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New Guidelines on Kids' Drowning Prevention

American Academy of Pediatrics Says Children as Young as 1 May Get Swimming Lessons

Age for Swimming Lessons: Parents Make the Call continued...

Drowning rates have fallen from 2.68 per 100,000 in 1985 to 1.32 per 100,000 in 2006, the AAP says. Still, drowning is the second leading cause of death for children ages 1-19, claiming 1,100 young lives in 2006.

According to the AAP, teenagers and toddlers are at greatest risk. "From 2000 to 2006, the highest death rates were seen in white boys 0 to 4 years of age and black male adolescents 15 to 19 years of age," the policy statement says. "In 2008, approximately 3,800 children younger than 20 years visited a hospital emergency department for a non-fatal drowning event, and more than 60% of those children were hospitalized."

No matter what, children cannot be made "drown-proof," Weiss says, so all children need to learn to swim and should be supervised very closely by parents and other adults when around water.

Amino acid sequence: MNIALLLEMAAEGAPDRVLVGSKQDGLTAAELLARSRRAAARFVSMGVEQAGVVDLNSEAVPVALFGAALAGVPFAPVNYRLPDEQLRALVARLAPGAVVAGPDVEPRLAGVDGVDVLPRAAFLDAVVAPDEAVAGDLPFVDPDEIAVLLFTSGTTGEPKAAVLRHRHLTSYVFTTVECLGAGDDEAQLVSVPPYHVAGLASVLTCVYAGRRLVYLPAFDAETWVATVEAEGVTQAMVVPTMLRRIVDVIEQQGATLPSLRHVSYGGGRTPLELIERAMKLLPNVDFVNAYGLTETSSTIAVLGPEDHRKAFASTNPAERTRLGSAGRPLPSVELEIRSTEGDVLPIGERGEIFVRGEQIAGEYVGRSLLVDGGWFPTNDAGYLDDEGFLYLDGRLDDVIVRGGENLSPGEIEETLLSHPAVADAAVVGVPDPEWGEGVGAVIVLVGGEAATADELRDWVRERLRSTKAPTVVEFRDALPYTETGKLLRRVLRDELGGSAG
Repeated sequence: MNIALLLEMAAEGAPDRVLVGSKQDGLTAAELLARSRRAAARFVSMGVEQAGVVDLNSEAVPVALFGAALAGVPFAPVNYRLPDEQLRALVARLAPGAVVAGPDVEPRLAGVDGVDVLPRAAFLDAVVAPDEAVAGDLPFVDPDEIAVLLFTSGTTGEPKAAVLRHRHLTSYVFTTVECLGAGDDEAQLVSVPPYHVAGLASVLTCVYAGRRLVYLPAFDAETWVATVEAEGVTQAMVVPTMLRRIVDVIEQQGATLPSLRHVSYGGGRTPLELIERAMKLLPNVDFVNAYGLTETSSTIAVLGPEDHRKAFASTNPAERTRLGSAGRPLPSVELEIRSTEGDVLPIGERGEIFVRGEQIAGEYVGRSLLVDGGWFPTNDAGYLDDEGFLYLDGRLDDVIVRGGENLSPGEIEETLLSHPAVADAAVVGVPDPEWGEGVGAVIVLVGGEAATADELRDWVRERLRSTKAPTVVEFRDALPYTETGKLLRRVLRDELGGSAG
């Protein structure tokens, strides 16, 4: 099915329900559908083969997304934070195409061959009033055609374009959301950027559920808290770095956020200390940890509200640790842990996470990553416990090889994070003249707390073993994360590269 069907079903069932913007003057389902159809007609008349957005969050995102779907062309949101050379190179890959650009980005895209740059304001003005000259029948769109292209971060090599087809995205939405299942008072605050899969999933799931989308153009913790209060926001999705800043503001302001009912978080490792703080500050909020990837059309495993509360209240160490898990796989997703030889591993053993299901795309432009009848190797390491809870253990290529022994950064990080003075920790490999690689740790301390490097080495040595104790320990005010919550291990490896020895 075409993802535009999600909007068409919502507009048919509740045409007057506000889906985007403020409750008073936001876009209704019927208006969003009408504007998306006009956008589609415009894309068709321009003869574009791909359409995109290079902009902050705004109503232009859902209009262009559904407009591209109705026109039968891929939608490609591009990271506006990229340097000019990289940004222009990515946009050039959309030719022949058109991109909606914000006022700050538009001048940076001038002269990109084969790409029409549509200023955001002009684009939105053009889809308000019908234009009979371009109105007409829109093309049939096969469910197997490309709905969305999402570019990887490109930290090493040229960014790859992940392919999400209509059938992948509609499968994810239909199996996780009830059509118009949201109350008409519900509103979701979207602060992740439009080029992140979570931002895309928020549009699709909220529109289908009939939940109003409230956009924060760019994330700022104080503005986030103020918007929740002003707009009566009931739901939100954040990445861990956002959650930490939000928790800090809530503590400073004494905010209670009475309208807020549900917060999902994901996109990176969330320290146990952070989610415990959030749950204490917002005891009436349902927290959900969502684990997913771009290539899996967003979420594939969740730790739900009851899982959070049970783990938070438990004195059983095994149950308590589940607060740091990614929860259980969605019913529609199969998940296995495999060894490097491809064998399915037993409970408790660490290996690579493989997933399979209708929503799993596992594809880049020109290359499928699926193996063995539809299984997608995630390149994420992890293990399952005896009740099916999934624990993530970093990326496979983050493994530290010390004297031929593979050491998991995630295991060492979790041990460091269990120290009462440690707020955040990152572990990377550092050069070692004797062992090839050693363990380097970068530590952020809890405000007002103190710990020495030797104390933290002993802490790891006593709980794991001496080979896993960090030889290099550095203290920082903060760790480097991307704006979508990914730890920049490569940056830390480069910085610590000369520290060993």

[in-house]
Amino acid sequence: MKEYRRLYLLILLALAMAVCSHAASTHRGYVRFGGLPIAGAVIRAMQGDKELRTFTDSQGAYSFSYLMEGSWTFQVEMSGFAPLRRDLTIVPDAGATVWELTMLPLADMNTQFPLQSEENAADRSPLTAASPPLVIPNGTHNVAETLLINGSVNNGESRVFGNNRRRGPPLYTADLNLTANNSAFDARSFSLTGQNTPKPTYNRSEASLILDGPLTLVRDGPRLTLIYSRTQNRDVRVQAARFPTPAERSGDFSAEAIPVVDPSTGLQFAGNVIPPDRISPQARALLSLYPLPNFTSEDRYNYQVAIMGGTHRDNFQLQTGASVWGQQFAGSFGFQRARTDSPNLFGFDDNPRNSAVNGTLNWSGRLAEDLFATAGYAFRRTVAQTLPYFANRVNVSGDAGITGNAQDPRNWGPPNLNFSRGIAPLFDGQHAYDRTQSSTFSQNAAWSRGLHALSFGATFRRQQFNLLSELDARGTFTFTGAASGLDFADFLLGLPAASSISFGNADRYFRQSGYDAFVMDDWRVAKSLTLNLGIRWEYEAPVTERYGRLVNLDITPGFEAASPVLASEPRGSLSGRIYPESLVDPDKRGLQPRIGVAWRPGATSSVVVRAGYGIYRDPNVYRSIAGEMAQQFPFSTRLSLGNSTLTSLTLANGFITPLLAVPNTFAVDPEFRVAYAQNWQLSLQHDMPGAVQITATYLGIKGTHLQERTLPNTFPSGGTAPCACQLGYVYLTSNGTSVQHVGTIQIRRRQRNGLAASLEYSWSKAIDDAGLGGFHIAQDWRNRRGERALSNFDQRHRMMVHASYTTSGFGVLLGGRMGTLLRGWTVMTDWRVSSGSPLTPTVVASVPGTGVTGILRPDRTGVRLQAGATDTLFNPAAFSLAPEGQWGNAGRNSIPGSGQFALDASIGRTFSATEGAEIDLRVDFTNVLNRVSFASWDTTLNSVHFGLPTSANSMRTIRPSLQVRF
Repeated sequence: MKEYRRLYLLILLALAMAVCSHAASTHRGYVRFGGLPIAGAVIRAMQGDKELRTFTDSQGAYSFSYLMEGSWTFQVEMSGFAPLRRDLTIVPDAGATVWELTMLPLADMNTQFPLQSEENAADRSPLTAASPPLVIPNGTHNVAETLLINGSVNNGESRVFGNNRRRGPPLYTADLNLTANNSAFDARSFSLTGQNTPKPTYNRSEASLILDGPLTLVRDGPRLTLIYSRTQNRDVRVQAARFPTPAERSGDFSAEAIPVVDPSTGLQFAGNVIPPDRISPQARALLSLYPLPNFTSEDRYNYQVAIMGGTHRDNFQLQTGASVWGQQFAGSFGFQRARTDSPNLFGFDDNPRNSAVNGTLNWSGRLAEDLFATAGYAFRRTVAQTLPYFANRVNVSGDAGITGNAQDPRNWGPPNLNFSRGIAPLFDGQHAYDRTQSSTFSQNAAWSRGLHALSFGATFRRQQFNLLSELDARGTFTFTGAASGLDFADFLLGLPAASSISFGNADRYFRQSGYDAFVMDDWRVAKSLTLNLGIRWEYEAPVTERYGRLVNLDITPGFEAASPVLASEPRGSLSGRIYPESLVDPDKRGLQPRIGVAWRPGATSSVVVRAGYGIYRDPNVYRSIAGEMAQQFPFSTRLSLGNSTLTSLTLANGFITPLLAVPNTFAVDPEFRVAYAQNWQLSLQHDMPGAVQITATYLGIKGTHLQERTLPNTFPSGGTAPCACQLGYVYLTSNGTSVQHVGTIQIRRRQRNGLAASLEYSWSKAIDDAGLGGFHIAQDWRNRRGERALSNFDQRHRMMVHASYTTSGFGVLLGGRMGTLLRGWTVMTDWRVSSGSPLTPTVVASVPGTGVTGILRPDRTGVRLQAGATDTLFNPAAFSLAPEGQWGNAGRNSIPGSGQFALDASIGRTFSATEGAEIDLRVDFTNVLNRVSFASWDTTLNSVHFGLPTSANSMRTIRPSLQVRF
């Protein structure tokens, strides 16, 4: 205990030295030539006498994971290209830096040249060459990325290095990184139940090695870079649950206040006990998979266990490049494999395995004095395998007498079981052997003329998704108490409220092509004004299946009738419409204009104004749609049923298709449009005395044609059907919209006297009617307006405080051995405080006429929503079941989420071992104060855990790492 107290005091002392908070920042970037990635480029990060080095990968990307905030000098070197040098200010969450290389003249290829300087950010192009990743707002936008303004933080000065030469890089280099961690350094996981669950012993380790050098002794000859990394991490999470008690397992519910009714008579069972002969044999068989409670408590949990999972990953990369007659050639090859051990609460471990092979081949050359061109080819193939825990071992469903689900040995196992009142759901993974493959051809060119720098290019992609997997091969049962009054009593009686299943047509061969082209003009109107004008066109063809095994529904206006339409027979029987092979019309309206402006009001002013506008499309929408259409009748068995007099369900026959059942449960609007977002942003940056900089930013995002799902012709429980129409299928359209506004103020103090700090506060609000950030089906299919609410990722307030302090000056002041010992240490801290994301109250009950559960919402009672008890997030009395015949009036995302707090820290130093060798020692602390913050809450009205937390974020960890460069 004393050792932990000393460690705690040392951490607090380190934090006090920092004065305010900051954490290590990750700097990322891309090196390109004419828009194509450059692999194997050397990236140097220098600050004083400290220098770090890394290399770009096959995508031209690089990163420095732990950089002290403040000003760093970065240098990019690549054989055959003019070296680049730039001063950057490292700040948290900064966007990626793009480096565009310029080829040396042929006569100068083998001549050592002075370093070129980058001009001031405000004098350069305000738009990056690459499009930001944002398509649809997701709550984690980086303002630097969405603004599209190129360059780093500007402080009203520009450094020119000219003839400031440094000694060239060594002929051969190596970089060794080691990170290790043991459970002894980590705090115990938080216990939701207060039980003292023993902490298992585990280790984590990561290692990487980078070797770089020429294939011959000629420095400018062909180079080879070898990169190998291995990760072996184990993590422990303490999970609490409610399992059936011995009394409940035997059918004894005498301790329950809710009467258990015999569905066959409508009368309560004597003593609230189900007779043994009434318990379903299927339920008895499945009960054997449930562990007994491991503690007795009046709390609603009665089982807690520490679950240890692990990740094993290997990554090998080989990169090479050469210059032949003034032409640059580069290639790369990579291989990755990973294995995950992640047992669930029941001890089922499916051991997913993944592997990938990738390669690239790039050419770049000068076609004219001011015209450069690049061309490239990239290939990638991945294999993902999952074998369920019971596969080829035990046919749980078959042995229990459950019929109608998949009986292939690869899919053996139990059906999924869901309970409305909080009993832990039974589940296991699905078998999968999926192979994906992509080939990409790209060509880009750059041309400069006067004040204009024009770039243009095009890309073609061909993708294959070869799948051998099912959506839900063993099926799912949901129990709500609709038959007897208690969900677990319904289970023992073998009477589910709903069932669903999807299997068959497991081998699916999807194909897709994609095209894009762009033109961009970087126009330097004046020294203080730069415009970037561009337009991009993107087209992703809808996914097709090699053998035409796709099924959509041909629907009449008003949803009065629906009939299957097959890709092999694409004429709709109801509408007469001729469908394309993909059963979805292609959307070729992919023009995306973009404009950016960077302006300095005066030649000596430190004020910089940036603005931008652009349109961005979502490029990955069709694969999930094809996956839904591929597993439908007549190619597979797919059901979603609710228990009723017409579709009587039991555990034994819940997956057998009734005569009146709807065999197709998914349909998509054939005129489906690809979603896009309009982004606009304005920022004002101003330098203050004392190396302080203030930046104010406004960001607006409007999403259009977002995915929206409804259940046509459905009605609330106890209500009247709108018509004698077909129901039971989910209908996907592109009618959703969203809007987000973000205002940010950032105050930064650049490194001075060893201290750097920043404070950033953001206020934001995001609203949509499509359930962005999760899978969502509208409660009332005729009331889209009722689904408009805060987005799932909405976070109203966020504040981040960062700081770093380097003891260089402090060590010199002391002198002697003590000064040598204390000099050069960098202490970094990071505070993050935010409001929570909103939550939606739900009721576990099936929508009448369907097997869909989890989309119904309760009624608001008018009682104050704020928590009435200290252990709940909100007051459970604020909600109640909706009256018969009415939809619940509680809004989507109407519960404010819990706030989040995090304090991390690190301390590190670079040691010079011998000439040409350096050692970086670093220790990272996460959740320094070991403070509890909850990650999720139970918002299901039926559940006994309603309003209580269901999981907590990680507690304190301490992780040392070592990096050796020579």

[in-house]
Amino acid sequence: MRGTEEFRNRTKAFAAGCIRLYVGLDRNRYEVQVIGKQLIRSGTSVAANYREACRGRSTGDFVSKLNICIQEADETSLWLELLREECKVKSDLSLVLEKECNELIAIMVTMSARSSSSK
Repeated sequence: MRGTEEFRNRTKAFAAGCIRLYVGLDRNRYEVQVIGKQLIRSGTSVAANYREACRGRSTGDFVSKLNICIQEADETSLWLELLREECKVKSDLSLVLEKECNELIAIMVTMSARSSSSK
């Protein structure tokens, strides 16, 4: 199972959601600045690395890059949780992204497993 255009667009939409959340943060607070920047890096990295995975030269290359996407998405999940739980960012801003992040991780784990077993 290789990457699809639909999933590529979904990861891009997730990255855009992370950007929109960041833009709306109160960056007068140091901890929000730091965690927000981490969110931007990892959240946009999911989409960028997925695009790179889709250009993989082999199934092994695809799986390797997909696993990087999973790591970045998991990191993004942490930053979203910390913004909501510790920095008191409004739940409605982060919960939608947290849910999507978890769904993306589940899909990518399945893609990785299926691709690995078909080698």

Pools Need Fences

Also, adults who supervise kids should know how to perform cardiopulmonary resuscitation (CPR), the AAP says. In addition, all pools should be surrounded by a four-sided fence, isolating it from houses. Taking that step alone can cut downing risk in half, the AAP says.

But some laws governing pool fencing have "dangerous" loopholes, according to the AAP.

Large, inflatable above-ground pools can hold thousands of gallons of water, sometimes may require filtration systems, and often are left filled for weeks, as long as weather is warm.

Because such pools are portable, they often are exempt from local building codes that require fences around pools, AAP says.

The Consumer Product Safety Commission reported 47 deaths of children related to inflatable pools between 2004 and 2006.

"Because some of these pools have soft sides, it is very easy for a child to lean over and fall head first into the water," Weiss says. "These pools pose a constant danger."

While kids younger than age 4 might be ready for swimming lessons, the AAP says it still does not recommend formal water safety programs for tots under age 1. It says in a news release that the water-survival skills of infants are interesting to watch and make interesting videos for the Internet, but that there is no scientific evidence they are effective in preventing drowning.

In addition to considering lessons, the updated policy also outlines dangers of bodily entrapment and hair entanglement in a pool or spa drain, and points out that special drain covers and devices can reduce risk.

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